Scott Quigg produced a superb display to take Jason Booth's British super bantamweight title in convincing style at the Reebok Arena on Saturday night.
The unbeaten Quigg made Booth look every one of his 34 years as he dominated from the off and it was the champion himself who ultimately decided to call time on the fight at the end of the seventh round.
Sharper and quicker from the first bell, Quigg looked physically bigger and stronger than an opponent who had no answer to his heavier blows, especially to the body.
On the front foot and taking the middle of the ring throughout, Quigg hunted down his man relentlessly with his punches carrying far greater snap.
Having bossed the early rounds, the 22-year-old from Bury stepped up the pace in the sixth as he caught Booth with a series of hurtful upper cuts.
Already cutting a forlorn figure and in survival mode by that stage, Booth took further punishment in a one-sided seventh and, with promoter Frank Maloney and his corner looking primed to pull him out anyway, opted to retire having made his way back to his stool.
A delighted Quigg was full of respect for Booth after the fight, telling Sky Sports: "To win this British title means a hell of a lot, and to beat Jason and share the ring with such a great fighter makes it even more worthwhile.
"To control the fight against Jason from the off shows that I'm improving again."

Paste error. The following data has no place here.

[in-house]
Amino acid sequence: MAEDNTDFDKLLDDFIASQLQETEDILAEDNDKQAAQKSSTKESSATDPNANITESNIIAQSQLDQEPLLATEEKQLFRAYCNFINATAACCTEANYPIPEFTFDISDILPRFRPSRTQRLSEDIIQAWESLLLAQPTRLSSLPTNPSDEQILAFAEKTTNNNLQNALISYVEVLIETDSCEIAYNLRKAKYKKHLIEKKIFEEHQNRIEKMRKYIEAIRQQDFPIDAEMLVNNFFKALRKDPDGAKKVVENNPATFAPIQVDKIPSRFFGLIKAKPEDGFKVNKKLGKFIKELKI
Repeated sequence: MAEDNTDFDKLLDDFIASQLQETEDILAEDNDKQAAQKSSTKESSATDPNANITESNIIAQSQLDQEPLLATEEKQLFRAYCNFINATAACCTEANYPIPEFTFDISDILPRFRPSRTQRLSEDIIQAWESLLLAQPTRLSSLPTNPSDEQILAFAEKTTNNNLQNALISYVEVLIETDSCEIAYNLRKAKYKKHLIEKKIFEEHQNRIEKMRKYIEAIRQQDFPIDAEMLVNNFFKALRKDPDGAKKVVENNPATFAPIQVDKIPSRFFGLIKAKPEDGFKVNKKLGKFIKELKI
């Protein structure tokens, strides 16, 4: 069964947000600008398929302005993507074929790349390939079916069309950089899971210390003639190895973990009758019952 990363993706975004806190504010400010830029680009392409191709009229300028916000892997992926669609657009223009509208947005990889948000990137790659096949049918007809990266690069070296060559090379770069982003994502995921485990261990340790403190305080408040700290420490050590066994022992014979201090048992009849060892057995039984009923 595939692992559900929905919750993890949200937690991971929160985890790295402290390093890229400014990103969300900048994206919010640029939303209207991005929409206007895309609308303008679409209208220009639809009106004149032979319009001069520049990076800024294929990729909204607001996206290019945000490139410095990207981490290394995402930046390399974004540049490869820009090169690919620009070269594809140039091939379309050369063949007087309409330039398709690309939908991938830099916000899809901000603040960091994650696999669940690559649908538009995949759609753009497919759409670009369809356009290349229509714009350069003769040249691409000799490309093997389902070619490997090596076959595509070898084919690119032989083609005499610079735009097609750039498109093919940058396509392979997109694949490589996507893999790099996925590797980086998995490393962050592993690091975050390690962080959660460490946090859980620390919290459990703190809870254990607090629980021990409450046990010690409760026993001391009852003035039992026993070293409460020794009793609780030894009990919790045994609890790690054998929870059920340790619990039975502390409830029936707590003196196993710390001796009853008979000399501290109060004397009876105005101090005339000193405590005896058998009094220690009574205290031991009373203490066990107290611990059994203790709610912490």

For his part, Booth was quick to take his hat off to Quigg after his clinical display, saying: "I could have carried on a bit more, I wasn't finished, but there was no chance. He was breaking me down with some nice boxing and he was in control all the time."
Booth also predicted a big future for Quigg, stating: "This kid's going to go far. He's really amazing to say how many fights he's had, he was faultless really."
However, the Nottingham veteran insisted the defeat did not signal the end of his career, adding: "I've had a great career and I've been fighting forever, but I'll concentrate on training and we might step down a weight."
Earlier in the night, Welshman Kerry Hope gave his career a huge shot in the arm as he claimed a deserved majority points decision over Southampton's Tony Hill in their British middleweight title eliminator.